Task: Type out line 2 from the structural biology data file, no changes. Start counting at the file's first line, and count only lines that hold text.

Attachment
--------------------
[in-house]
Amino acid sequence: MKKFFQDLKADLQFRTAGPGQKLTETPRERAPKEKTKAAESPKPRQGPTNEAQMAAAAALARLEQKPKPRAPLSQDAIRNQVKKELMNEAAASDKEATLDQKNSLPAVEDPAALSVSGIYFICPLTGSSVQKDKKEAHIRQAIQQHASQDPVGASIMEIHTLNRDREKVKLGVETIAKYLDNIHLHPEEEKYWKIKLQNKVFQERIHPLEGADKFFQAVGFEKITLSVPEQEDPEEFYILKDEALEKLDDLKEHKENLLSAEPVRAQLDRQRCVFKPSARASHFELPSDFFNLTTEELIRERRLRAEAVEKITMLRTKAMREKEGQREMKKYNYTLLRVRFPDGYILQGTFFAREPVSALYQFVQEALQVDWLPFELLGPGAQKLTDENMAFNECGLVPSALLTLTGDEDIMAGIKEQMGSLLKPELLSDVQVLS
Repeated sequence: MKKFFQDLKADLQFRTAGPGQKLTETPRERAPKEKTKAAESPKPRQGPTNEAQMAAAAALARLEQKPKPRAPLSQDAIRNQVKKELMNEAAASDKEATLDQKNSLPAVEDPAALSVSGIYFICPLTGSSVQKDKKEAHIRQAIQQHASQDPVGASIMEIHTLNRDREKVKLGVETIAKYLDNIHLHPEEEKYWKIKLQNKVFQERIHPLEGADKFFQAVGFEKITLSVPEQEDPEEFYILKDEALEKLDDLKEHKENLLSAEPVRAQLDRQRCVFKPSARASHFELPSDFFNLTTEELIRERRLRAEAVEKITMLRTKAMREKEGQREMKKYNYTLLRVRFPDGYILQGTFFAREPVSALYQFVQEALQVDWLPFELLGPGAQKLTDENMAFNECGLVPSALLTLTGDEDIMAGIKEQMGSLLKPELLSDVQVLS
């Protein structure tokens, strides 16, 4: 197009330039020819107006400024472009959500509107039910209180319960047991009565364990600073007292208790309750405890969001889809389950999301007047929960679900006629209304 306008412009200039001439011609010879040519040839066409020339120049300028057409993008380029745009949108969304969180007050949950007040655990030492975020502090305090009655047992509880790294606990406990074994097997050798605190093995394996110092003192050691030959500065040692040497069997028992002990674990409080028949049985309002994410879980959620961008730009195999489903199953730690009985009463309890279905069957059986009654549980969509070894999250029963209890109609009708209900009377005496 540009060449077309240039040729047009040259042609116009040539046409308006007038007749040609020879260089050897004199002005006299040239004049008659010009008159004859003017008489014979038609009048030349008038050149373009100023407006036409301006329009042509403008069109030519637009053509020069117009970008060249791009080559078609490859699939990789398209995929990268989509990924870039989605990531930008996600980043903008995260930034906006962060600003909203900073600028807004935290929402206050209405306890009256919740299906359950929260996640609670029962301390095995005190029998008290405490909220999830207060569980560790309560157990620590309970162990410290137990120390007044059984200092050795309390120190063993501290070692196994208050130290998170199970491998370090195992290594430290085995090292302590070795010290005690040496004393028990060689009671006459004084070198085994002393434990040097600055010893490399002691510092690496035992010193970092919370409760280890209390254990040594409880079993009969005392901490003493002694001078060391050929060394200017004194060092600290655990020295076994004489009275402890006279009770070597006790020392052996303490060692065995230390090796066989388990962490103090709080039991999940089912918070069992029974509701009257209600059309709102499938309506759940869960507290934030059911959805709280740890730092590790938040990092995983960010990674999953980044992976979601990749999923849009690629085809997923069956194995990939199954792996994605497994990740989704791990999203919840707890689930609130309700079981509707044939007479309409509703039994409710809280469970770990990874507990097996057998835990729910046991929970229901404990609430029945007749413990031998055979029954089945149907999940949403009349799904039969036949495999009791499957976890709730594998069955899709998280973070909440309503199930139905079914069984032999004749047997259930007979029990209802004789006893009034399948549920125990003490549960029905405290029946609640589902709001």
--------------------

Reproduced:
Amino acid sequence: MKKFFQDLKADLQFRTAGPGQKLTETPRERAPKEKTKAAESPKPRQGPTNEAQMAAAAALARLEQKPKPRAPLSQDAIRNQVKKELMNEAAASDKEATLDQKNSLPAVEDPAALSVSGIYFICPLTGSSVQKDKKEAHIRQAIQQHASQDPVGASIMEIHTLNRDREKVKLGVETIAKYLDNIHLHPEEEKYWKIKLQNKVFQERIHPLEGADKFFQAVGFEKITLSVPEQEDPEEFYILKDEALEKLDDLKEHKENLLSAEPVRAQLDRQRCVFKPSARASHFELPSDFFNLTTEELIRERRLRAEAVEKITMLRTKAMREKEGQREMKKYNYTLLRVRFPDGYILQGTFFAREPVSALYQFVQEALQVDWLPFELLGPGAQKLTDENMAFNECGLVPSALLTLTGDEDIMAGIKEQMGSLLKPELLSDVQVLS